A neighborhood with history offers a rich culture and a startlingly accurate glimpse into the past. The Upper West Side is one of such neighborhoods. There are hundreds of buildings that are historic and of architectural significance. However, some of these buildings hold quite the dark past.
Stories of ghosts roaming around hallways and spirits lurking in basements have captured the minds of New Yorkers for decades. Continue reading below to discover which UWS buildings are allegedly haunted.
1 West 72nd Street
The Dakota is a hauntingly beautiful building that’s rightfully gained quite the reputation for attracting not only countless celebrities, but also otherworldly spirits into its mysterious interior. The Dakota was the setting for horror classic Rosemary’s Baby. Directed by Roman Polanski, the nail-bitting movie was filmed on site and the building was renamed “The Bramford” for story-telling purposes.
The Dakota is also the infamous site of John Lennon’s assassination on December 8, 1980. His wife Yoko Ono reported seeing his ghost around the building’s premises. Other residents and staff workers have claimed to see the ghost of a little girl and the spirit of an adult with the face of a young boy. Some attribute these enigmatic occurrences to the building’s absence of fire escapes, a feature architect Henry Hardenbergh adopted in order to keep the building soundproof.
Hotel des Artistes
1 West 67th Street
Hotel des Artistes was built in 1915. Architect George M. Pollard designed the building by following a classic Neo-Gothic style. The Upper West Side building has seen plenty of ghostly appearances over the years. It’s been said that Italian actor and pop superstar Rudolph Valentino roams around the building’s hallways leaving a strong smell of his exotic cologne behind. Some reports have even indicated that Valentino appeared as a reflection on one of the building’s grand mirrors.
According to staff workers, another spirit is well-known for touching people.
Hotel des Artistes was featured in the psychological thriller Aubrey Rose, which only makes this haunted hotel even scarier!
The Ansonia was built in 1904 and quickly became the main hub for artists and creative types residing in the neighborhood. The immaculate Gothic design and implementation of majestic gargoyles on its facade attracted New Yorkers to its glamorous interior. However, the Ansonia’s reputation as one of the Upper West Side’s hotspots declined as reports of ghost sightings started to come to light.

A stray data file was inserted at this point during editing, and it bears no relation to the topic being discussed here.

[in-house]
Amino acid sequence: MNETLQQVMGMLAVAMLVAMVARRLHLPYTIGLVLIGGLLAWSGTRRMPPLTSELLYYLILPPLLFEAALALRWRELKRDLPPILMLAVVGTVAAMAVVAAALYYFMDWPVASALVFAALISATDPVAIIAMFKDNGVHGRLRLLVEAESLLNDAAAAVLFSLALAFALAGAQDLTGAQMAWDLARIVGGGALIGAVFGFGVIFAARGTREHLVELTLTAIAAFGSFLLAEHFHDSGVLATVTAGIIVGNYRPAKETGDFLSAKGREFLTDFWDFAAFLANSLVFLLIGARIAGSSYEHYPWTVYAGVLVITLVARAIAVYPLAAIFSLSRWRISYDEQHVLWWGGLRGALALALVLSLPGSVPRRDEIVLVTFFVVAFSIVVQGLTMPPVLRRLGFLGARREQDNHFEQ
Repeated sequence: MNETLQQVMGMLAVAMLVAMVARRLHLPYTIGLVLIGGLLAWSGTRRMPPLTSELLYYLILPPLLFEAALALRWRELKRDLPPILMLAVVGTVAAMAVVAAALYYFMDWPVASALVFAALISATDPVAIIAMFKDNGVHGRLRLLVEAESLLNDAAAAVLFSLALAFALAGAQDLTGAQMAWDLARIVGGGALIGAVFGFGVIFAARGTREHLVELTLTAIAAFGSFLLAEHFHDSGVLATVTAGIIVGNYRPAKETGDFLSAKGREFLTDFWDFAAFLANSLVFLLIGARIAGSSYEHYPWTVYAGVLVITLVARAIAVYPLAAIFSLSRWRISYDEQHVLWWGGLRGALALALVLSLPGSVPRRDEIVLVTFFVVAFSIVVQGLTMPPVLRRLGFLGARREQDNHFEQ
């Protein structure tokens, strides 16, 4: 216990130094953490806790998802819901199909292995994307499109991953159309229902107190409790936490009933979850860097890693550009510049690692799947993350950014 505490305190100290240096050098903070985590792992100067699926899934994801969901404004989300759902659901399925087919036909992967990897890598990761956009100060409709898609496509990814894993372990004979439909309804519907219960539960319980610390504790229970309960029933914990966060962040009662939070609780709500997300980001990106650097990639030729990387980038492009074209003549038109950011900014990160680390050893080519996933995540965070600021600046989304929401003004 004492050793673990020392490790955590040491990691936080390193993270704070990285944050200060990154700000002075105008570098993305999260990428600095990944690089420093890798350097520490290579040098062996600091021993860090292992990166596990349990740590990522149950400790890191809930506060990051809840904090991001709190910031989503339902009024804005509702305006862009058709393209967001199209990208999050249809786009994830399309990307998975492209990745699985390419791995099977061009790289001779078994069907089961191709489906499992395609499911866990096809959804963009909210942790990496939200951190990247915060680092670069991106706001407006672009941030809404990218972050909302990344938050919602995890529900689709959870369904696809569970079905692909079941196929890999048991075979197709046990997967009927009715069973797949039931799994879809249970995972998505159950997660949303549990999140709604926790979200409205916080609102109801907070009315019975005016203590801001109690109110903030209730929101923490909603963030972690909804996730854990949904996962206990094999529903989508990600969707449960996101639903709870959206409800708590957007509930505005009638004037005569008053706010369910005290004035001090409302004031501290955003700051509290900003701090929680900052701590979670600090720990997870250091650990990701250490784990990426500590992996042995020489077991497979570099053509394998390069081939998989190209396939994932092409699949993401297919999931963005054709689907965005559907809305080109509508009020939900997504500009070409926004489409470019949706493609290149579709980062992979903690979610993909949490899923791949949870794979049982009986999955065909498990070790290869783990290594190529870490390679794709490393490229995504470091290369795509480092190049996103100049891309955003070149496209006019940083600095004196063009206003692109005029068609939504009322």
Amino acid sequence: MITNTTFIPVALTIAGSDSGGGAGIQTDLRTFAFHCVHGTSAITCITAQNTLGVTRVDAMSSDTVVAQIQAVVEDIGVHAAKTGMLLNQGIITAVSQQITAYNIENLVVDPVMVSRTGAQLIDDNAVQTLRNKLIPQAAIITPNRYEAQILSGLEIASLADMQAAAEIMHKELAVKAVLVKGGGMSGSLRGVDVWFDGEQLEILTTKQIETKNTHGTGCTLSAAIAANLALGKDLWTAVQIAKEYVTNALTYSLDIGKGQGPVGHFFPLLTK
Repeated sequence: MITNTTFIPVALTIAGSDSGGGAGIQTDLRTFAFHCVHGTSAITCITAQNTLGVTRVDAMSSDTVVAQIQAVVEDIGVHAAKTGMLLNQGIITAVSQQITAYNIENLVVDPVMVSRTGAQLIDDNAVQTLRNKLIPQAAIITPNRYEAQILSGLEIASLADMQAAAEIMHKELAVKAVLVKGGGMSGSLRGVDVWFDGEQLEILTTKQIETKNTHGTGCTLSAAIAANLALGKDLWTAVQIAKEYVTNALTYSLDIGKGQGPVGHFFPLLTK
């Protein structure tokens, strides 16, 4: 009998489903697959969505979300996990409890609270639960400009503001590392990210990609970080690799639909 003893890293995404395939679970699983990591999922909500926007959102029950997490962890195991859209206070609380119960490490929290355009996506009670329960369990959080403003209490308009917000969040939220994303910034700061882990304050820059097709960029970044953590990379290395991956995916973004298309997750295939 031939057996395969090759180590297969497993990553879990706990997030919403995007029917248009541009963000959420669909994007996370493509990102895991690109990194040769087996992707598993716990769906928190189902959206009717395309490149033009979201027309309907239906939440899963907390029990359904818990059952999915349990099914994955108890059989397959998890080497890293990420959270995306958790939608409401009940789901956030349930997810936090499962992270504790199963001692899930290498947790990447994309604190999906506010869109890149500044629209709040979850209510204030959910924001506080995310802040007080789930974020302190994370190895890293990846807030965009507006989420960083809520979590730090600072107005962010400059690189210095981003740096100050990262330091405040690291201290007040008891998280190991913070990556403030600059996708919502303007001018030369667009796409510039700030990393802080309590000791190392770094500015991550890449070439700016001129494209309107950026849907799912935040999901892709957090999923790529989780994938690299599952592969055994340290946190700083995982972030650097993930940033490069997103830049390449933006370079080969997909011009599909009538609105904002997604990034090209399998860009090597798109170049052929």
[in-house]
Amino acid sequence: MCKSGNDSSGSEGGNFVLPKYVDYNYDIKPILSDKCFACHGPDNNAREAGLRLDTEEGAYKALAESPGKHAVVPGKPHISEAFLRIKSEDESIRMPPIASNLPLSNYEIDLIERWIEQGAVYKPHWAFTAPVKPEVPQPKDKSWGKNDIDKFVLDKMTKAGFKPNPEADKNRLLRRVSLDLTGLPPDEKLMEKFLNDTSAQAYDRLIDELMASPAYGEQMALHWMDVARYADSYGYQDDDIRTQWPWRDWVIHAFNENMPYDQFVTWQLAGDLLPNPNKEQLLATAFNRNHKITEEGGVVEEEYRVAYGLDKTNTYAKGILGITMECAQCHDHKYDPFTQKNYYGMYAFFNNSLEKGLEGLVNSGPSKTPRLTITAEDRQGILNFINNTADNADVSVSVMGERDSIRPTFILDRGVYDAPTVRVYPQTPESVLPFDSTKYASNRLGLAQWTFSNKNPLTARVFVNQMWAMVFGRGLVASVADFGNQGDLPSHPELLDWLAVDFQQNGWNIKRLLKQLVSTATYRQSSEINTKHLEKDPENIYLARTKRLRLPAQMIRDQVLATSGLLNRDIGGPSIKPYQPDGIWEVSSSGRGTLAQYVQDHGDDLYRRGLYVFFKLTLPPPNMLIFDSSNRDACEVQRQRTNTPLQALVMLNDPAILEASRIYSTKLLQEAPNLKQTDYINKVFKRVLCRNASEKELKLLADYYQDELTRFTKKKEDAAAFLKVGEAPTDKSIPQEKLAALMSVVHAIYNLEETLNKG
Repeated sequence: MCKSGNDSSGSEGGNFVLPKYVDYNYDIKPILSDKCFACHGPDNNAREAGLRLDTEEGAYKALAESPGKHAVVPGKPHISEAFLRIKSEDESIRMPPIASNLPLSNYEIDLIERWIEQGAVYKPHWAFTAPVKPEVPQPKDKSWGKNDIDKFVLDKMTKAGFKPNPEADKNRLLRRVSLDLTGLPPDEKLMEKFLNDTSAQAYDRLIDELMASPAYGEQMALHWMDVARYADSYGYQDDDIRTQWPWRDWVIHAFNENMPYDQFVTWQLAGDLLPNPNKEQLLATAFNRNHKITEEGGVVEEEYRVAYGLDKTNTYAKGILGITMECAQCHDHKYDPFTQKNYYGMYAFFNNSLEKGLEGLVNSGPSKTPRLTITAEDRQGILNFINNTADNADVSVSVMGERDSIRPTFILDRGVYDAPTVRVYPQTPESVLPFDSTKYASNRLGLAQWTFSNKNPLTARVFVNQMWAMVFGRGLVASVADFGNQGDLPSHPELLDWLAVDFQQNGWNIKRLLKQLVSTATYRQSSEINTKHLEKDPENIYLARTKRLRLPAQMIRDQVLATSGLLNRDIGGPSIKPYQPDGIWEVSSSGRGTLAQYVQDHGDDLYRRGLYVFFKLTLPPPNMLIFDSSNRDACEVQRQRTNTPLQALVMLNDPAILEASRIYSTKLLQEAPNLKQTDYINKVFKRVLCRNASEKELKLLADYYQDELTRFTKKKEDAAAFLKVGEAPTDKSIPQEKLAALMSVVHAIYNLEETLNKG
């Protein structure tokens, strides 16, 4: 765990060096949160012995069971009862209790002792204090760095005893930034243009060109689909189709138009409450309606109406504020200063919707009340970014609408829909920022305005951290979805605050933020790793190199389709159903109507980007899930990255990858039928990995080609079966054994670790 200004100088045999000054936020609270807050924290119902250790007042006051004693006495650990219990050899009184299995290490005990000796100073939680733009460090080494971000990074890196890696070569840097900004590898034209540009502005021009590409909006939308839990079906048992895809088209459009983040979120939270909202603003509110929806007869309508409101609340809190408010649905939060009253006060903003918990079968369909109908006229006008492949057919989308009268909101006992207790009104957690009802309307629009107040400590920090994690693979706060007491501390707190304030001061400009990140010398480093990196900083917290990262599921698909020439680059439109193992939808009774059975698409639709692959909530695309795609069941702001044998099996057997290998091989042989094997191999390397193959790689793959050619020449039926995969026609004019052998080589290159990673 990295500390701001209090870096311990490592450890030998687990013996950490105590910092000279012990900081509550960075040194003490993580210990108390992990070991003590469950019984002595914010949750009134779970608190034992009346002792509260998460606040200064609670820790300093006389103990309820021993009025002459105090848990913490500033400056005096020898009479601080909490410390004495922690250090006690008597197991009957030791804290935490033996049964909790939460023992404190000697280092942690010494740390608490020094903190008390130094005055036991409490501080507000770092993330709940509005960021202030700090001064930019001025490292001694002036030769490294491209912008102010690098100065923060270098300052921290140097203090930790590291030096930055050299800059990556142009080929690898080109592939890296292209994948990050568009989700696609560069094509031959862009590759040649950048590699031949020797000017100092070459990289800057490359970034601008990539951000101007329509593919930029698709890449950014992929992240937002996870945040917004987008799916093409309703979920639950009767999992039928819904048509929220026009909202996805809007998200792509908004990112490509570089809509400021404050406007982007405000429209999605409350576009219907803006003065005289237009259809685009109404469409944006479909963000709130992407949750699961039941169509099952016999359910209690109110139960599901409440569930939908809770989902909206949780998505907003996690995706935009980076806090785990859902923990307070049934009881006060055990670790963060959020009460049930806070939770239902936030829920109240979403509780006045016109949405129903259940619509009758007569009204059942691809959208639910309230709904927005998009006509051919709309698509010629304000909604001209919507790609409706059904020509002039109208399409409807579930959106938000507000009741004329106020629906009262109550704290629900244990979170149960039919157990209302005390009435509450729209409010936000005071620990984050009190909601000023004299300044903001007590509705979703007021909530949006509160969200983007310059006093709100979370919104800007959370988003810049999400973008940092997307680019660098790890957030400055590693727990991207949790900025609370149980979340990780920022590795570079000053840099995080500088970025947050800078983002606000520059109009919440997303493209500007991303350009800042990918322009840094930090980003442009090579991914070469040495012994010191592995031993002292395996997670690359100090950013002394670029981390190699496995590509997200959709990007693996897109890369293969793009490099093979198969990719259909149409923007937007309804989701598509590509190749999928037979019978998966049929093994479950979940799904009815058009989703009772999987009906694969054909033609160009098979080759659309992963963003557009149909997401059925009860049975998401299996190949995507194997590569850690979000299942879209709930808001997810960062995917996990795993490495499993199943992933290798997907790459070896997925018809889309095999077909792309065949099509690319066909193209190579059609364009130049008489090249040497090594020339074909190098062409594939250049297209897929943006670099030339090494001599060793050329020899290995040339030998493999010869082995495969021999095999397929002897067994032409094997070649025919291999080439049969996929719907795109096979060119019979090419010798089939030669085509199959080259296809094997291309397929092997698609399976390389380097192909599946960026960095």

According to onlookers, a demented doctor conjured the dead back to life in a chapel off the former hotel’s lobby. Since the spooky incident took place, residents and workers started to report strange occurrences day in and day out. From a doorman confessing to seeing the figure of a man lurking in the shadows of the building’s basement to a guest’s traumatic experience of finding a woman watching over her in the middle of the night, the Ansonia is one of the most fear-inducing buildings in the city.
New York Cancer Hospital
455 Central Park West
The former building of the New York Cancer Hospital holds quite the dark past. Built during the 1880s, the hospital was the first facility designed to treat cancer and to use radiation as an applicable treatment. However, abuse inside its premises was rampant, and patients would have been lucky to spend their last few days high on morphine and booze.
The hospital was shut down and later became a nursing home where reports of abuse were also frequent. The building was abandoned for good at the turn of the 21st century. The former hospital’s gothic design made it look like a castle, and developers worked hard to transform it into the luxury condominium it is today.
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55 Central Park West
Also known as “Spook Central,” 55 Central Park West is famous for being featured in the original Ghostbusters film. In the hit movie, Sigourney Weaver’s character resides in the building and starts to experience a series of paranormal events. The film’s resolution takes place on the building’s rooftop after Gozar the Gozarian transforms into the legendary Marshmallow Man and the gang is able to finally defeat him. The building was designed by architectural firm Schwartz & Gross in 1929, who were greatly influenced by the Art Deco movement. 55 Central Park West belongs to the Central Park West Historic District and is now a residential co-op.